Friday, February 3, 2012

CFED's 2012 Assets & Opportunity Scorecard

Last month, the Corporation for Enterprise Development (CFED) released its 2012 Assets and Opportunity Scorecard, which measures the fiscal health and security of our nation’s residents.  In addition to highlighting key state and national findings, the Scorecard presents information about an array of policies and programs that states can implement to help families build assets and work towards financial security.

In the midst of economic uncertainty, it is not surprising that many families and communities are struggling to make ends meet, which has resulted in an official poverty rate of 15.1% - the highest rate our nation has seen in recent decades.  However, the Scorecard suggests that the official poverty rate – the percentage of people with insufficient income to cover their daily expenses – does not account for the millions of families that lack the assets and savings needed to meet their longer term needs.  According to the Scorecard, roughly 27% of households are living in “asset poverty,” which is defined as “not having the savings or other assets (e.g., a house, car or business) needed to cover basic expenses for three months if a layoff or other emergency leads to loss of income.”  The Scorecard further explores the financial health of families by measuring “liquid asset poverty,” which is defined as “not having sufficient liquid assets (e.g., bank accounts and other financial assets) to live at the poverty level for three months in the absence of income.”  According to this measure, roughly 43% of households are “liquid asset poor” and have little savings or cash available to use in case of emergencies.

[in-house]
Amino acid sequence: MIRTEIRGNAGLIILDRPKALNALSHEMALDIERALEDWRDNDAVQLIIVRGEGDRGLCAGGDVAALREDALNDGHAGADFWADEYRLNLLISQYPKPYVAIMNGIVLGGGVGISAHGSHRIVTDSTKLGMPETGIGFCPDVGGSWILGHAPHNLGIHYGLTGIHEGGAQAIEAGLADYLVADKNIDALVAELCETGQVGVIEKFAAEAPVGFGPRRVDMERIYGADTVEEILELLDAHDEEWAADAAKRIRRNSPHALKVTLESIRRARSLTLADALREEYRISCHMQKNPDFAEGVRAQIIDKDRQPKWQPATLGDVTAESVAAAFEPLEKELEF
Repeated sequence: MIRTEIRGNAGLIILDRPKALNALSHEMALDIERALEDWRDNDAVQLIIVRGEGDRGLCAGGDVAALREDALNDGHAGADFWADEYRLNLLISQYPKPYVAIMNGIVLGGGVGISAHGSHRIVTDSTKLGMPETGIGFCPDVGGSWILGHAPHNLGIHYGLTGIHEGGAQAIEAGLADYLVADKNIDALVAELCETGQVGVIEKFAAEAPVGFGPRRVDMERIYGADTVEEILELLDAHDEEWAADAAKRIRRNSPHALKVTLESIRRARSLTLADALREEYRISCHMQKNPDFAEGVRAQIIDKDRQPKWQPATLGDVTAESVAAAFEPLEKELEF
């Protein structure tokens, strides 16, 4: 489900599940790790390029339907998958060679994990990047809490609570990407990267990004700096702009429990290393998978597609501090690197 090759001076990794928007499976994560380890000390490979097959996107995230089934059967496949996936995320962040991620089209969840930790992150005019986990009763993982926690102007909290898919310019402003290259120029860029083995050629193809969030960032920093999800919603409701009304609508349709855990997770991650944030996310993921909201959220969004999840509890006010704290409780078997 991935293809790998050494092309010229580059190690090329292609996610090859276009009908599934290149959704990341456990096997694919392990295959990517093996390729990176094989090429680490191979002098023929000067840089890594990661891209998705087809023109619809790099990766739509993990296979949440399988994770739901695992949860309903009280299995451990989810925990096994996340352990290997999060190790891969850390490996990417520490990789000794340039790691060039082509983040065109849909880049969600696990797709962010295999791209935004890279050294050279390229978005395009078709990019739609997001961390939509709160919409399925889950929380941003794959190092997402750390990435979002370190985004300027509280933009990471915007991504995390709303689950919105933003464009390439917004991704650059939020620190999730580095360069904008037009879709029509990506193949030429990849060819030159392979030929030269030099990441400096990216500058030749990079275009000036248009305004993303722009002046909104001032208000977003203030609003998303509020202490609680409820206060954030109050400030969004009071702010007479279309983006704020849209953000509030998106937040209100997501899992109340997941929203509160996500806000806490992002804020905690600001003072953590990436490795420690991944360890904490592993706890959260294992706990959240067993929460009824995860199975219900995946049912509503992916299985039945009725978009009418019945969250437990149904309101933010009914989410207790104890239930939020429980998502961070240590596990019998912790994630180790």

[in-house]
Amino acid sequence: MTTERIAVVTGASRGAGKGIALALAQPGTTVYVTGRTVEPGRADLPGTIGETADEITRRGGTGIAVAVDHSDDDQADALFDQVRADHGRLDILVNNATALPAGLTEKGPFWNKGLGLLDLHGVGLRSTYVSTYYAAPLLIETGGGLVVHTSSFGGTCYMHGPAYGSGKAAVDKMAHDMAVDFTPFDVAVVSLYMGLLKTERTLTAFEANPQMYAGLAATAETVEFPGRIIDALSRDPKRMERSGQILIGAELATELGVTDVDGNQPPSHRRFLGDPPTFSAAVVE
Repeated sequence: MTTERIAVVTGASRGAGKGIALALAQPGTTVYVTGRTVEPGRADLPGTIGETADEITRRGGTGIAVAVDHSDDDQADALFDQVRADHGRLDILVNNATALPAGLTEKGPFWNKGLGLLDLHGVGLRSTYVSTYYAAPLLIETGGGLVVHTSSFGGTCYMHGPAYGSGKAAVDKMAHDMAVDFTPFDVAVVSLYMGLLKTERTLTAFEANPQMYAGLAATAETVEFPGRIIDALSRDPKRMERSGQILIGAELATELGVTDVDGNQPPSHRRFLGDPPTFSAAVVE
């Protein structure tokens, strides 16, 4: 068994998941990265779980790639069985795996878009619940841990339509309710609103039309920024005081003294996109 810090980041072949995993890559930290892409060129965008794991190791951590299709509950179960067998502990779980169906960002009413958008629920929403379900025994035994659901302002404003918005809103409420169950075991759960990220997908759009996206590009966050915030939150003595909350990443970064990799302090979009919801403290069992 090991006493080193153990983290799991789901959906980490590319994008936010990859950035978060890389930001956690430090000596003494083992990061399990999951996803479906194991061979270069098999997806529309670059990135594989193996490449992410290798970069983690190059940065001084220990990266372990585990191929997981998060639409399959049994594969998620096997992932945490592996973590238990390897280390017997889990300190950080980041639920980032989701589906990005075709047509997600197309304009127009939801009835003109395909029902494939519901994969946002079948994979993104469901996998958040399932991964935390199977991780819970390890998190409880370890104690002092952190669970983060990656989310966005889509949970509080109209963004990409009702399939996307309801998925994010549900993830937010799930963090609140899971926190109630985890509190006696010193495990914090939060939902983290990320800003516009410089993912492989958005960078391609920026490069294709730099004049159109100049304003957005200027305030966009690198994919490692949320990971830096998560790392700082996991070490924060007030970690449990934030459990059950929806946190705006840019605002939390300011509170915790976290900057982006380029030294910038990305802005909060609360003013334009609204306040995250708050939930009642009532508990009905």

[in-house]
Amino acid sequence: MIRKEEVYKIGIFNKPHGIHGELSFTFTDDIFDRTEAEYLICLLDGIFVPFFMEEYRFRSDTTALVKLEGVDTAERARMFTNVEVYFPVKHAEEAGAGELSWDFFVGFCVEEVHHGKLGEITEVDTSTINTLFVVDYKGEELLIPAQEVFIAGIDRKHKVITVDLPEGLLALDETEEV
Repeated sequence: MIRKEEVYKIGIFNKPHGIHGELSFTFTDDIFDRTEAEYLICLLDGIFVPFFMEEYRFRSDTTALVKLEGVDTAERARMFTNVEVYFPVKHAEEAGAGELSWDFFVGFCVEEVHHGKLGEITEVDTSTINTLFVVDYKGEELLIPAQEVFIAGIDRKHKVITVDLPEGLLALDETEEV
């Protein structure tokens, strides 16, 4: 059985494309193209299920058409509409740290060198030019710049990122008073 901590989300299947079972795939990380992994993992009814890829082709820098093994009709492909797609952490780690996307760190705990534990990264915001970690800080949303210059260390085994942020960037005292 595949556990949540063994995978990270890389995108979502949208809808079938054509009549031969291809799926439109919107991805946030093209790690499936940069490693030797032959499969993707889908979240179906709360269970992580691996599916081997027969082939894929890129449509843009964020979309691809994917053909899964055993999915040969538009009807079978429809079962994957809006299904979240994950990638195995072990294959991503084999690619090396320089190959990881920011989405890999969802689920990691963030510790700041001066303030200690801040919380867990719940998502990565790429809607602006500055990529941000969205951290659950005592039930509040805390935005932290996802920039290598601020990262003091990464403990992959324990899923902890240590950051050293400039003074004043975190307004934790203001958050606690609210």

These statistics highlight the bleak situation that many families find themselves facing, particularly families of color.  Roughly 44% of households of color are “asset poor” and 65% are “liquid asset poor.” With little assets or savings, families cannot save for future expenses or build financial security.

The Scorecard illustrates what is needed for families to build financial security over time and suggests different programs and policies that can support this effort.  Their suggestions include increasing access to financial education in schools and communities and providing families with access to quality financial services.

For more information about the Scorecard, please click here.

To learn more about asset-building tools and programs in your community, please click here.

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